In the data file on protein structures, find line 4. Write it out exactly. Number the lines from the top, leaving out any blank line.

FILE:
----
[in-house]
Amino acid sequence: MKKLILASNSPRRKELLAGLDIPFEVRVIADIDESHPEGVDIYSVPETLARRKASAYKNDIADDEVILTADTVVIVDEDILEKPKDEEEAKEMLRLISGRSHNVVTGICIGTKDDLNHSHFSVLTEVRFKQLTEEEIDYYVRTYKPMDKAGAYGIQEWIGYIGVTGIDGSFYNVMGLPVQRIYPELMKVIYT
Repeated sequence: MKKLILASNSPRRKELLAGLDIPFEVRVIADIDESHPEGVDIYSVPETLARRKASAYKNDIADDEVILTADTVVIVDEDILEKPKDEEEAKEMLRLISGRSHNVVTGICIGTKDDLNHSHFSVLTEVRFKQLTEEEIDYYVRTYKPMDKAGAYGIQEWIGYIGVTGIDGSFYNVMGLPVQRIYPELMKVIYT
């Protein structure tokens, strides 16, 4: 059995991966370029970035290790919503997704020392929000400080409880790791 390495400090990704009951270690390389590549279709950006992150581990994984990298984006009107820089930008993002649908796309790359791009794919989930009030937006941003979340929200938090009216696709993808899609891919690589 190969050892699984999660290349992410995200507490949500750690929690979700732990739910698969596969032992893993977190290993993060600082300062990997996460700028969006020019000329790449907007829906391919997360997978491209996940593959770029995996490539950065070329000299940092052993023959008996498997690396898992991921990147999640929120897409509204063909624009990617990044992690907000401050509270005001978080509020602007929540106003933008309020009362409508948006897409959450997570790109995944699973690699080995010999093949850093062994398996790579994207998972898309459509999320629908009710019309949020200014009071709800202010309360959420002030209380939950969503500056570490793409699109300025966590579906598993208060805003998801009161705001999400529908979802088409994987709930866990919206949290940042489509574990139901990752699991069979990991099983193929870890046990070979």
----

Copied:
């Protein structure tokens, strides 16, 4: 059995991966370029970035290790919503997704020392929000400080409880790791 390495400090990704009951270690390389590549279709950006992150581990994984990298984006009107820089930008993002649908796309790359791009794919989930009030937006941003979340929200938090009216696709993808899609891919690589 190969050892699984999660290349992410995200507490949500750690929690979700732990739910698969596969032992893993977190290993993060600082300062990997996460700028969006020019000329790449907007829906391919997360997978491209996940593959770029995996490539950065070329000299940092052993023959008996498997690396898992991921990147999640929120897409509204063909624009990617990044992690907000401050509270005001978080509020602007929540106003933008309020009362409508948006897409959450997570790109995944699973690699080995010999093949850093062994398996790579994207998972898309459509999320629908009710019309949020200014009071709800202010309360959420002030209380939950969503500056570490793409699109300025966590579906598993208060805003998801009161705001999400529908979802088409994987709930866990919206949290940042489509574990139901990752699991069979990991099983193929870890046990070979």